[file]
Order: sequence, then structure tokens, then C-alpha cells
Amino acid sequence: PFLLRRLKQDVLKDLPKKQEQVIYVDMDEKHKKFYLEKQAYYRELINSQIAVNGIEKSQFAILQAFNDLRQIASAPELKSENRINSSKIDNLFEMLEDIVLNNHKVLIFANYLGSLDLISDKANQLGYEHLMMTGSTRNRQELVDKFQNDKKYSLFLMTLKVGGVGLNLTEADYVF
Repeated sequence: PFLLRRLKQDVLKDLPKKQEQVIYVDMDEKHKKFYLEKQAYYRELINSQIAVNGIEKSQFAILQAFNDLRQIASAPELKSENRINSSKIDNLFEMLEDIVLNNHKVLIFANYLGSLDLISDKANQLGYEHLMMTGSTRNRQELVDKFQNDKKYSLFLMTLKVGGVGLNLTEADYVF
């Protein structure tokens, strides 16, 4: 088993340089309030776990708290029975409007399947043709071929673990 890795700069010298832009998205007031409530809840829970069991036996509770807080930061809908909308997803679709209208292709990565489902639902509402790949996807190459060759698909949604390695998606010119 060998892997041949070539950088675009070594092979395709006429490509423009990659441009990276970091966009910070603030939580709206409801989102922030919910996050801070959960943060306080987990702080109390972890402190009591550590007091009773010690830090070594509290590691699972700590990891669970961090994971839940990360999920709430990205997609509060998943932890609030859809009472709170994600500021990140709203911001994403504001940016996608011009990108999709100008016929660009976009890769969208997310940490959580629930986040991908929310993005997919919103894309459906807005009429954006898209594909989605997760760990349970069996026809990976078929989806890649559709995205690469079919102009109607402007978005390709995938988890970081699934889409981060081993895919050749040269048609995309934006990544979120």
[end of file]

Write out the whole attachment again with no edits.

Order: sequence, then structure tokens, then C-alpha cells
Amino acid sequence: PFLLRRLKQDVLKDLPKKQEQVIYVDMDEKHKKFYLEKQAYYRELINSQIAVNGIEKSQFAILQAFNDLRQIASAPELKSENRINSSKIDNLFEMLEDIVLNNHKVLIFANYLGSLDLISDKANQLGYEHLMMTGSTRNRQELVDKFQNDKKYSLFLMTLKVGGVGLNLTEADYVF
Repeated sequence: PFLLRRLKQDVLKDLPKKQEQVIYVDMDEKHKKFYLEKQAYYRELINSQIAVNGIEKSQFAILQAFNDLRQIASAPELKSENRINSSKIDNLFEMLEDIVLNNHKVLIFANYLGSLDLISDKANQLGYEHLMMTGSTRNRQELVDKFQNDKKYSLFLMTLKVGGVGLNLTEADYVF
């Protein structure tokens, strides 16, 4: 088993340089309030776990708290029975409007399947043709071929673990 890795700069010298832009998205007031409530809840829970069991036996509770807080930061809908909308997803679709209208292709990565489902639902509402790949996807190459060759698909949604390695998606010119 060998892997041949070539950088675009070594092979395709006429490509423009990659441009990276970091966009910070603030939580709206409801989102922030919910996050801070959960943060306080987990702080109390972890402190009591550590007091009773010690830090070594509290590691699972700590990891669970961090994971839940990360999920709430990205997609509060998943932890609030859809009472709170994600500021990140709203911001994403504001940016996608011009990108999709100008016929660009976009890769969208997310940490959580629930986040991908929310993005997919919103894309459906807005009429954006898209594909989605997760760990349970069996026809990976078929989806890649559709995205690469079919102009109607402007978005390709995938988890970081699934889409981060081993895919050749040269048609995309934006990544979120």